Jonathan Wisor, PhD

  1. Professor



Harkness JH, Bushana PN, Todd RP, Clegern WC, Sorg BA, Wisor JP (2019) Sleep disruption elevates oxidative stress in parvalbumin-positive cells of the rat cerebral cortex.. Sleep, 42(1):

Grønli J, Schmidt MA, Wisor JP (2018) State-dependent modulation of visual evoked potentials in a rodent genetic model of electroencephalographic instability. Frontiers in Systems Neuroscience

Rempe MJ, Grønli J, Pedersen TT, Mrdalj J, Marti A, Meerlo P, Wisor JP (2018) Mathematical modeling of sleep state dynamics in a rodent model of shift work. Neurobiology of Sleep and Circadian Rhythms 5:37-51.

Gerashchenko D, Zielinski M, Schmidt MA, Loft JM, Moore ME, Wisor JP (2018) Sleep-state dependence of optogenetically-evoked responses in neuronal nitric oxide synthase-positive cells of the cerebral cortex. Neuroscience, 379:189-201.

Wisor JP(2018) Dopamine and wakefulness: Pharmacology, genetics and circuitry. In The Handbook of Experimental Pharmacology, Landolt HP and Dijk DJ eds.

Satterfield BC, Hinson JM, Whitney P, Schmidt MS, Wisor JP, Van Dongen, HPA (2018) Catechol-O-Methyltransferase (COMT) genotype affects dynamic decision making during total sleep deprivation. Cortex 99:179-186.

Additional Info

Dr. Wisor received a Bachelor of Science degree in psychology from Pennsylvania State University. He received a PhD in Neuroscience from the University of California, Los Angeles. He then served as a postdoctoral fellow and subsequently as a research associate at Stanford University School of Medicine. From 2004 through 2008 he was a staff scientist at SRI International, a non-profit research institute in Menlo Park, California. He has served on the faculty of Washington State University and the WWAMI (Washington, Wyoming, Alaska, Montana, Idaho) Medical Education Program since December of 2008.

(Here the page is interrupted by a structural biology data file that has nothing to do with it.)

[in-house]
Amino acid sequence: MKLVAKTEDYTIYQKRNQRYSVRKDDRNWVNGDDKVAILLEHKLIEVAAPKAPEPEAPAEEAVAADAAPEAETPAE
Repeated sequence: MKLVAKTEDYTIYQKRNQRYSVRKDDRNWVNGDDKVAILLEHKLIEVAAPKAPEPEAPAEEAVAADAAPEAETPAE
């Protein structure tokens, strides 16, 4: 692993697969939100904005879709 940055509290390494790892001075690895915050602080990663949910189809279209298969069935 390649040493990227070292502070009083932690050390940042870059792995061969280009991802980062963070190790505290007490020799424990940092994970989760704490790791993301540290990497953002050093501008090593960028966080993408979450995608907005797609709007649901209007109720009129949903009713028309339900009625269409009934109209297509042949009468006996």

The Wisor Lab

The Wisor lab personnel: Jonathan Wisor (principal investigator); Will Clegern (former research technologist); Michelle Schmidt (research technologist); Janne Grønli (research assistant professor); Michael Rempe (adjunct professor)

Humans spend roughly one-third of their lives asleep. Sleep insufficiency has a number of negative effects on health and well-being. The function that is served by sleep and the mechanisms by which sleep insufficiency causes health problems are not well understood.

The purpose of my research program is to identify functional consequences of sleep and sleep loss within the nervous system.

My laboratory has received funding from the Department of Defense (Defense Advanced Research Projects Agency, Young Faculty Award) and the National Institute of Neurological Disorders and Stroke to apply molecular genetic and biochemical techniques in studies of the regulation of sleep.

These projects are aimed at characterizing the roles of genetic loci and discrete cell populations within the cerebral cortex in regulating sleep and sleep-related electroencephalographic wave forms. We use gene expression and protein profiling in microglial and neuronal cell populations to identify putative regulators of sleep. We use germ line targeted optogenetic constructs to modulate the activity of discrete cell types and measure the effects of these manipulations on sleep. Working with research partners, we perform studies on human subject populations to apply the findings of basic neurobiological studies to issues related to human health.